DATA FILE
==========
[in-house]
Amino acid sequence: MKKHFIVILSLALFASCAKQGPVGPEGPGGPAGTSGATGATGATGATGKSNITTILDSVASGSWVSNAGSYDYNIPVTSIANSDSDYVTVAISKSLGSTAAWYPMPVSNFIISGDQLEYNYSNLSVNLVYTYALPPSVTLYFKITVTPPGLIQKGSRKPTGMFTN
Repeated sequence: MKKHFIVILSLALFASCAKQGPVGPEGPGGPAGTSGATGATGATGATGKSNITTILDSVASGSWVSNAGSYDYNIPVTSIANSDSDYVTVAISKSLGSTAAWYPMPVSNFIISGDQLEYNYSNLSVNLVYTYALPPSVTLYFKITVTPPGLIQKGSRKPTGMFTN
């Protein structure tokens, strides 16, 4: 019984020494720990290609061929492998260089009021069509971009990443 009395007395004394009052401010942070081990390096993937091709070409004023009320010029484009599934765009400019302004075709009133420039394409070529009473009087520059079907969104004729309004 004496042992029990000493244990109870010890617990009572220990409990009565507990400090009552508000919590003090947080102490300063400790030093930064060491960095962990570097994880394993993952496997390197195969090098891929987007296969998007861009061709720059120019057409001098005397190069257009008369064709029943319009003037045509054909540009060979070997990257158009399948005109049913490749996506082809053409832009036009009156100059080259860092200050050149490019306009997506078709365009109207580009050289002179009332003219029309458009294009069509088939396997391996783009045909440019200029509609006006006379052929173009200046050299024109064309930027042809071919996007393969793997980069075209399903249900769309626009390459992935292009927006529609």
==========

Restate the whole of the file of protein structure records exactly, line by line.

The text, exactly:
[in-house]
Amino acid sequence: MKKHFIVILSLALFASCAKQGPVGPEGPGGPAGTSGATGATGATGATGKSNITTILDSVASGSWVSNAGSYDYNIPVTSIANSDSDYVTVAISKSLGSTAAWYPMPVSNFIISGDQLEYNYSNLSVNLVYTYALPPSVTLYFKITVTPPGLIQKGSRKPTGMFTN
Repeated sequence: MKKHFIVILSLALFASCAKQGPVGPEGPGGPAGTSGATGATGATGATGKSNITTILDSVASGSWVSNAGSYDYNIPVTSIANSDSDYVTVAISKSLGSTAAWYPMPVSNFIISGDQLEYNYSNLSVNLVYTYALPPSVTLYFKITVTPPGLIQKGSRKPTGMFTN
């Protein structure tokens, strides 16, 4: 019984020494720990290609061929492998260089009021069509971009990443 009395007395004394009052401010942070081990390096993937091709070409004023009320010029484009599934765009400019302004075709009133420039394409070529009473009087520059079907969104004729309004 004496042992029990000493244990109870010890617990009572220990409990009565507990400090009552508000919590003090947080102490300063400790030093930064060491960095962990570097994880394993993952496997390197195969090098891929987007296969998007861009061709720059120019057409001098005397190069257009008369064709029943319009003037045509054909540009060979070997990257158009399948005109049913490749996506082809053409832009036009009156100059080259860092200050050149490019306009997506078709365009109207580009050289002179009332003219029309458009294009069509088939396997391996783009045909440019200029509609006006006379052929173009200046050299024109064309930027042809071919996007393969793997980069075209399903249900769309626009390459992935292009927006529609």